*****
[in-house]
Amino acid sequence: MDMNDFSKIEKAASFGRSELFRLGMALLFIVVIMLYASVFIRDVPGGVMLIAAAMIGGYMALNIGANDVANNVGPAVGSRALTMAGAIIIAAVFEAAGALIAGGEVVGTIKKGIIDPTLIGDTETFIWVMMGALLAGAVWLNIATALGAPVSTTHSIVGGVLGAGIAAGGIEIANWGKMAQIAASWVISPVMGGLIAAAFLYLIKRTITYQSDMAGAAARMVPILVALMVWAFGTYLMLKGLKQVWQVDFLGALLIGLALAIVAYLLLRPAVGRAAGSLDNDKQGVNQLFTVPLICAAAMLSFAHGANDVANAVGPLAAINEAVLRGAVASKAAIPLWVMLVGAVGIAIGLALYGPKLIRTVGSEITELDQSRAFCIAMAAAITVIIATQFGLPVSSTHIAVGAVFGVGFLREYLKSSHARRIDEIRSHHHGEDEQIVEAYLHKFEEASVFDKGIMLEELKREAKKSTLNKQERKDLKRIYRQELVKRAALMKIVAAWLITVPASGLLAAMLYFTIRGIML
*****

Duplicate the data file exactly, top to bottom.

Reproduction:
[in-house]
Amino acid sequence: MDMNDFSKIEKAASFGRSELFRLGMALLFIVVIMLYASVFIRDVPGGVMLIAAAMIGGYMALNIGANDVANNVGPAVGSRALTMAGAIIIAAVFEAAGALIAGGEVVGTIKKGIIDPTLIGDTETFIWVMMGALLAGAVWLNIATALGAPVSTTHSIVGGVLGAGIAAGGIEIANWGKMAQIAASWVISPVMGGLIAAAFLYLIKRTITYQSDMAGAAARMVPILVALMVWAFGTYLMLKGLKQVWQVDFLGALLIGLALAIVAYLLLRPAVGRAAGSLDNDKQGVNQLFTVPLICAAAMLSFAHGANDVANAVGPLAAINEAVLRGAVASKAAIPLWVMLVGAVGIAIGLALYGPKLIRTVGSEITELDQSRAFCIAMAAAITVIIATQFGLPVSSTHIAVGAVFGVGFLREYLKSSHARRIDEIRSHHHGEDEQIVEAYLHKFEEASVFDKGIMLEELKREAKKSTLNKQERKDLKRIYRQELVKRAALMKIVAAWLITVPASGLLAAMLYFTIRGIML